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Lisa Wilkinson is proof of the gender pay gap, but how can we beat it?

Woman start off on the back foot and the gap only gets larger as their careers progress.
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Long gone are the days of most women being stay-at-home mums – life is just too damn expensive. The majority of people who are trying to buy a house in our current market, or even a fancy brunch, would laugh at the prospect of living on one income.

In fact, women now make up 46 per cent of the Australian workforce. However, despite making up almost half of the workers in Aus, there is still a definite gendered pay gap – a problem Lisa Wilkinson can attest to.

Westpac released The Westpac International Women’s Day Report which reveals that in Australia there is a gender earnings gap of $123.4 billion per year, further highlighting why prioritising gender pay equality is a crucial issue.

The report, designed to explore the International Women’s Day theme Pledge for Parity, shows that when women embark on their career they will be earning 11.9 per cent less than their male counterparts and this trend continues throughout their entire career.

WATCH: Celebs react to the pay gap.

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“Its clear women face challenges right across their working life,” Ainslie van Onselen, Westpac Director of Women’s Markets, Inclusion and Diversity said. “We need to take every opportunity to have a consistent dialogue with business leaders, government, community and our families about the role we all need to play to bridge this gap.”

The research also affirms that career breaks for maternity leave have a serious impact on the earnings gap, and also on a woman’s long term earning potential.

Many women return to work part-time with an average of 17 work hours per week, which further augments the parity issue, and on average she will receive 12 per cent less upon returning to work – a disparity that she is likely to never recover.

More men may make take up paternity leave as the scales begin to balance, but it is likely to still be predominantly women who are the primary care givers.


Why should this hinder their careers in an age where employers are enlightened to the value of women in the workforce?

“The key is to give women choice; whether that’s working flexible hours or having two days a week working from home. It’s about enabling a full life balance and empowering women to continue on their chosen career path,” says Ainslie.

“By introducing professional and personal support – such as education, training, agile work conditions and mentoring – we have helped 93 per cent of our employees return to Westpac after a career break and we have a workforce that is ultimately happier and more productive in their roles.”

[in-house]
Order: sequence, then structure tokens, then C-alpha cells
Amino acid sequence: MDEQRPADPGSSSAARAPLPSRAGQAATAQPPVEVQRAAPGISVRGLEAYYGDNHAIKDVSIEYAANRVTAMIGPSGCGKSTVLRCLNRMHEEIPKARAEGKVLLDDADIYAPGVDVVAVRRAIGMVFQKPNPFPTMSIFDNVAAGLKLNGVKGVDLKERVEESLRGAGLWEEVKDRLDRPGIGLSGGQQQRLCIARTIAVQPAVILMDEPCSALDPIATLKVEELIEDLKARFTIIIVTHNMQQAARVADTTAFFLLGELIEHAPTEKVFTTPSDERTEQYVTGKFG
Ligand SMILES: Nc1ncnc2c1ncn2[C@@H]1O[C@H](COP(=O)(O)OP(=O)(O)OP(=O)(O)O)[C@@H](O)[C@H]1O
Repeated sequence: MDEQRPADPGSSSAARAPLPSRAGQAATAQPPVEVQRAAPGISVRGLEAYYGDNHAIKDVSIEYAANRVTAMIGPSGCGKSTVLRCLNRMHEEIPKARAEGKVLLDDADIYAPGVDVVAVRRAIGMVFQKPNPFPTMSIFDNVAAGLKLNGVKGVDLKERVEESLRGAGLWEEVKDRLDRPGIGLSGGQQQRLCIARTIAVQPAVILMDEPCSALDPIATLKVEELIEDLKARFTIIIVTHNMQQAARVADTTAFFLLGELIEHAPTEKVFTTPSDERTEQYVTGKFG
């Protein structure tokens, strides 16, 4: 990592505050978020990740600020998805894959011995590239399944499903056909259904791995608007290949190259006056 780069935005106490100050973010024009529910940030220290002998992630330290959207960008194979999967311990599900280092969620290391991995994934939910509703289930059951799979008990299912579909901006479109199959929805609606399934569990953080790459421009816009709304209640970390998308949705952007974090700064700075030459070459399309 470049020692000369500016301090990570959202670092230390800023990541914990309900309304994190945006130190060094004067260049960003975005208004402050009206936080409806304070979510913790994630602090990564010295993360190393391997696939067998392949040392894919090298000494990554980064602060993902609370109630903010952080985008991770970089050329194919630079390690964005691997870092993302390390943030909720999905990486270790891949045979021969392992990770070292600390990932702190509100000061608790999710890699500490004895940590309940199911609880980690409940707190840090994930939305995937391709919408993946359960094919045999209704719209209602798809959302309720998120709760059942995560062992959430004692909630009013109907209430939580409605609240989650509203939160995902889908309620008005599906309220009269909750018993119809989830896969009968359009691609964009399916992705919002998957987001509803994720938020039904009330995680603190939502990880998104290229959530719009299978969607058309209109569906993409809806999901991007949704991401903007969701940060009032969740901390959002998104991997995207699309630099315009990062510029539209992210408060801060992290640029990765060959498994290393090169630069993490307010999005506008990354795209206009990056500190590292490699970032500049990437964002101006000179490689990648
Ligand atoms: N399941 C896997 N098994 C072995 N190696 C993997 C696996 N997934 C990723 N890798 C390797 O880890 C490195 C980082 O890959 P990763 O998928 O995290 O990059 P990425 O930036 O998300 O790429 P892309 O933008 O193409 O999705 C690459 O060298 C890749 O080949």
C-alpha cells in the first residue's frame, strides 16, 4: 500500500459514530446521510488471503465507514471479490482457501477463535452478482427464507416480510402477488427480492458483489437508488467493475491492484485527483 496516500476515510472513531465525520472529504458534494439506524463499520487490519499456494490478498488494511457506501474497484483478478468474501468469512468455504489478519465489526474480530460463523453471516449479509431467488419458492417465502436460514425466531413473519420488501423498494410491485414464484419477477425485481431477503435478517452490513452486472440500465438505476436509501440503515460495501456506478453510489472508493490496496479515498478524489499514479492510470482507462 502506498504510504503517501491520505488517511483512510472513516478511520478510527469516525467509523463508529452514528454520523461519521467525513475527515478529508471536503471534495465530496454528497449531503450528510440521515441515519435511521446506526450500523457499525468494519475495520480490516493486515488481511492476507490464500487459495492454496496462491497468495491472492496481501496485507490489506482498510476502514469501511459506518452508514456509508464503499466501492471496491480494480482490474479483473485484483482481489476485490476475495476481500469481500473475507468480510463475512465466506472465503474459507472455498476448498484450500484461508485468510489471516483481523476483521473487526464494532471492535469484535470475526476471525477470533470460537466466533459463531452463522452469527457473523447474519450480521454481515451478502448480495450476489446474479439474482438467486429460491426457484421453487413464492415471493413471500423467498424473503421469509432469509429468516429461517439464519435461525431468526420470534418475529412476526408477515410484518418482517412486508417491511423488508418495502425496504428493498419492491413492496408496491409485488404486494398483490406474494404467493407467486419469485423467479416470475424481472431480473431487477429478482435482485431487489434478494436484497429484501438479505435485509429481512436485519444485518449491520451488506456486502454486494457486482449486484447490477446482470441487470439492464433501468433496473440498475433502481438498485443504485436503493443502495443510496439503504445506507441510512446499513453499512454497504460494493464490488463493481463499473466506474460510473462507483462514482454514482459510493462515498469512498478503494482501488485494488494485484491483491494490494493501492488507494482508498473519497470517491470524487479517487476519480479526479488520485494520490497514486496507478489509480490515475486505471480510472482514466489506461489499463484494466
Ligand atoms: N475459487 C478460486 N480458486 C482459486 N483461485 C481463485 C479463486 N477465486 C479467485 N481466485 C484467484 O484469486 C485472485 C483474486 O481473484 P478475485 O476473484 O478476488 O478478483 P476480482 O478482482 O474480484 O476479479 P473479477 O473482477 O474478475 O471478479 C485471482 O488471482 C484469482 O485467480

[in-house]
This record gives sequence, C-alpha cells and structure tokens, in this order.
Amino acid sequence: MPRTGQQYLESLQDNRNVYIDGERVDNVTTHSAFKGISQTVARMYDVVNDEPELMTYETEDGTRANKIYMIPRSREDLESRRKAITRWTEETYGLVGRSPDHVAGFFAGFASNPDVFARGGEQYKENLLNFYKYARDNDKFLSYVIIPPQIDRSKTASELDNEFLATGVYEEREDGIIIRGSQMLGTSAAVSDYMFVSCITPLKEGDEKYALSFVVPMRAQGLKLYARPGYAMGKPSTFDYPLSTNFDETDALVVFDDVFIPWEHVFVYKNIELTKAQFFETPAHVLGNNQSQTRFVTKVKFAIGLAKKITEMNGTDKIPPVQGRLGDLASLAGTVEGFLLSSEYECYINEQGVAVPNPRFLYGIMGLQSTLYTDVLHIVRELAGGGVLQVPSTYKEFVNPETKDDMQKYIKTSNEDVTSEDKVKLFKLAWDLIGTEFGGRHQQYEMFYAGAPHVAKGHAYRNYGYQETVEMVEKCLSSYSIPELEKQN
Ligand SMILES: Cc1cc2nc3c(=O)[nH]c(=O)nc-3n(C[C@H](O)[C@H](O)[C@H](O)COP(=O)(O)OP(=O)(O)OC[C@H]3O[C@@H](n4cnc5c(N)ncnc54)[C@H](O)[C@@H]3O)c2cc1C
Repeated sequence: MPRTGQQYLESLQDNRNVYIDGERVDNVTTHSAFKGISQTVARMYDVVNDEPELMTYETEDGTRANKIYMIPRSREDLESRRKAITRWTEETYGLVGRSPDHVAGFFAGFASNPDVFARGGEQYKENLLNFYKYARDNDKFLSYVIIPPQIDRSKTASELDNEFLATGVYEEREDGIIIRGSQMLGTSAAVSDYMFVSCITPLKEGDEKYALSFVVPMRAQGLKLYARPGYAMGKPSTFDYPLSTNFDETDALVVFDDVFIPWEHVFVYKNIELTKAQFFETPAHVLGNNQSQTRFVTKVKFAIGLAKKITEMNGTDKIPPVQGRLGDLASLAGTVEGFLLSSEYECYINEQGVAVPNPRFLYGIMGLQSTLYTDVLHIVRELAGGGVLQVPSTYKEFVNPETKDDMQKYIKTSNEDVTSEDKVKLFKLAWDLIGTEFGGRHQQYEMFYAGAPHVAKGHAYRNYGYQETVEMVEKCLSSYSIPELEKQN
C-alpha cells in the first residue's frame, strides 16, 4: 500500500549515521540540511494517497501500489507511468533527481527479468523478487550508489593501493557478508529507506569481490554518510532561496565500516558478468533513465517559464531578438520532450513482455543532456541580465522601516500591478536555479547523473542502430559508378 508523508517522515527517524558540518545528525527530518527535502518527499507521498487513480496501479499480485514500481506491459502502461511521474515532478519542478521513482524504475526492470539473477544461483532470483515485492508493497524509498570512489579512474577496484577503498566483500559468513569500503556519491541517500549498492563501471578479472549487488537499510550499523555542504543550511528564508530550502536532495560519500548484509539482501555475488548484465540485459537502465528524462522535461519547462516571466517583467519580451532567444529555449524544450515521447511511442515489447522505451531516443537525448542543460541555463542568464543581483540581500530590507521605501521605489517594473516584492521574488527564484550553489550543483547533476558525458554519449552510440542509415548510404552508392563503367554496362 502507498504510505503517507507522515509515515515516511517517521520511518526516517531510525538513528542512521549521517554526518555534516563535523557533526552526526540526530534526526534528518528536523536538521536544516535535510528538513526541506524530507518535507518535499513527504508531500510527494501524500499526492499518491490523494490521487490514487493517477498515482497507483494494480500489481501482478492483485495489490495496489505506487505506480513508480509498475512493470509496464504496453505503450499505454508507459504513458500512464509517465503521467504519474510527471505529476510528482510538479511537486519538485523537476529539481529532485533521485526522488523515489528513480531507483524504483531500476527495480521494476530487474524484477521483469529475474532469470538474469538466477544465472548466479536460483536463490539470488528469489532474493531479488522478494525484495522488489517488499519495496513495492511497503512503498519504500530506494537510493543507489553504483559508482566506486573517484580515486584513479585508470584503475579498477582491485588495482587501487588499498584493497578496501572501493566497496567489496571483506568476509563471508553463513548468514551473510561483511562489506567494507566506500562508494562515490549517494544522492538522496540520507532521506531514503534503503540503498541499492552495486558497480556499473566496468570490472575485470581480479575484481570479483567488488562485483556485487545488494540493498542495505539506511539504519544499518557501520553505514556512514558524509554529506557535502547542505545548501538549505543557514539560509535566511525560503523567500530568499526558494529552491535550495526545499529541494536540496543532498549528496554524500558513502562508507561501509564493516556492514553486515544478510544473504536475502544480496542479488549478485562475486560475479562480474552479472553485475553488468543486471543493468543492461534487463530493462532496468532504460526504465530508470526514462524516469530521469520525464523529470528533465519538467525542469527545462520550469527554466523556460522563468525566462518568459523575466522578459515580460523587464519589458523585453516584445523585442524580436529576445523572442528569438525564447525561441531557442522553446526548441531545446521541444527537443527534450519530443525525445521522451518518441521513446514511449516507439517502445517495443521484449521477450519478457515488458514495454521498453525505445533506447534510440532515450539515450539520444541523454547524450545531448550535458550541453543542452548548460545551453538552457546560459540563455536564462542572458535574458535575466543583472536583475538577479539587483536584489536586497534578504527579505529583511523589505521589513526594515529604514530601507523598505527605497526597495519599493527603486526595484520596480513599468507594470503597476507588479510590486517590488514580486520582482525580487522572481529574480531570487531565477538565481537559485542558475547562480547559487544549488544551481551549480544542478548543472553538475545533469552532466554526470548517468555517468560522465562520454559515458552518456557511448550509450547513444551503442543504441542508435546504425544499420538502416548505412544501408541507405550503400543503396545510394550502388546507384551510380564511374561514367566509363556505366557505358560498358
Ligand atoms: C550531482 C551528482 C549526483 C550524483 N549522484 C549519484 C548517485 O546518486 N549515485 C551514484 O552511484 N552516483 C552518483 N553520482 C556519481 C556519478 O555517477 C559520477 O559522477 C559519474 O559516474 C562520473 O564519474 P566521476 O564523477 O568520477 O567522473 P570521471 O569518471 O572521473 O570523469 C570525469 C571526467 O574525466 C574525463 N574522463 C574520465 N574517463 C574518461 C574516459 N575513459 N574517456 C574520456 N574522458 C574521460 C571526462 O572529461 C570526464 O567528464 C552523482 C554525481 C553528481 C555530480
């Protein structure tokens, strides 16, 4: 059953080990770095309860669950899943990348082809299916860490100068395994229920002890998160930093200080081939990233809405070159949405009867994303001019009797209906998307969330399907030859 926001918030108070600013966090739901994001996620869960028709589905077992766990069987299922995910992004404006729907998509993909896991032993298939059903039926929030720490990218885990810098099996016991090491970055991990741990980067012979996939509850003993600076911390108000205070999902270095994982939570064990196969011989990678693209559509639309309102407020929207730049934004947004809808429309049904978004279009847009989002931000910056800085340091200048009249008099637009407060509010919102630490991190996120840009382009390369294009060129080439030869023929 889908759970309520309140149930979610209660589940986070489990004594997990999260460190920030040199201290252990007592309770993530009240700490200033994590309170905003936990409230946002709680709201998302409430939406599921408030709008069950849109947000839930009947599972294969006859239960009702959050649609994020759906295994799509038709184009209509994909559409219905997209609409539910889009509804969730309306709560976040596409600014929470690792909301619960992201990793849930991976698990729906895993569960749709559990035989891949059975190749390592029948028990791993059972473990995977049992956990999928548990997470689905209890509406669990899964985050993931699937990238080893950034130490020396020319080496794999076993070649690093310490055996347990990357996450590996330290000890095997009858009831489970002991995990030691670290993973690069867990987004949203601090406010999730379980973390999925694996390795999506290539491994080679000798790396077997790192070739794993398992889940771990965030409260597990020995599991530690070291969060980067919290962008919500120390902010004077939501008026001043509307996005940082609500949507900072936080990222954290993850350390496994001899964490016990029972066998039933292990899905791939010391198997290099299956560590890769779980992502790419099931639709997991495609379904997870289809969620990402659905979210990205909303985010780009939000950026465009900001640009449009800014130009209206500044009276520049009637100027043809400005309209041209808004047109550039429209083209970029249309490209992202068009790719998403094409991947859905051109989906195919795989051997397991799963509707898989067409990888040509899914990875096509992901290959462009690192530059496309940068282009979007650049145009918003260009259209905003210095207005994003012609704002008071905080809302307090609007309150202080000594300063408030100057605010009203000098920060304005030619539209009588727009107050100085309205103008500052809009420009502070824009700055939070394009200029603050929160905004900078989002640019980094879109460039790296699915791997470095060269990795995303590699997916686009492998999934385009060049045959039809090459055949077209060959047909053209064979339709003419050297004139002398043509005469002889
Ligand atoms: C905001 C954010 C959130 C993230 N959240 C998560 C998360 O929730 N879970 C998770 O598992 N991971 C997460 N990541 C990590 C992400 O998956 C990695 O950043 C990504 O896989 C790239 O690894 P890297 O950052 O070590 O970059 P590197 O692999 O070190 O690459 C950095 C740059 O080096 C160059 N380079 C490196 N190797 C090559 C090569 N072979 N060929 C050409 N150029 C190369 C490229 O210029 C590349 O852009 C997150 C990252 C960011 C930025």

Taking a break for further education was also shown to increase the value of a woman’s salary by 18 per cent, but although the research showed no one regretted taking the time for education, how many women truly feel that they can afford to take that time off when they are already behind the eight ball?

Asking for a pay rise was also identified as an issue for women, with 60 per cent of women never asking for more money, compared to 46 per cent of men that will raise the question and they will also ask for more money than women.

Of the women who did ask for more money, they were more likely to receive the full amount requested than their male counterparts who hit it target a little high.

Ainslie van Onselen’s top tips for women when it comes to money and career:

Share the load

Sharing the primary care-giver role with your partner can allow you to return to work sooner and continue to progress your career. Make the right decision for you and your family; in some cases it may make more sense for your partner to be the primary care giver.

Plan for a career break

Career breaks can be a great time to work out your next move, invest in education or start a family.

Plan them in advance and budget accordingly and honestly. For a budget to work you need to be honest with yourself and to look at all money going in and out.

Westpac’s Online Budget Planner can help you get started, then set aside a couple of minutes each day to think about your finances, check in on your spending to identify any red flags and how you are tracking.

It can’t hurt to ask

At your next performance review, or meeting with your manager, why not start salary negotiations or a discussion about what opportunities there are for a pay increase. Arming yourself with evidence, particularly measurable figures will help support your case.

Let the young you, look after the old you

The superannuation gap for women is significant, so get organised early and set yourself up. Making additional contributions to your superannuation will help bolster your account and could make a huge difference when it comes to retirement.

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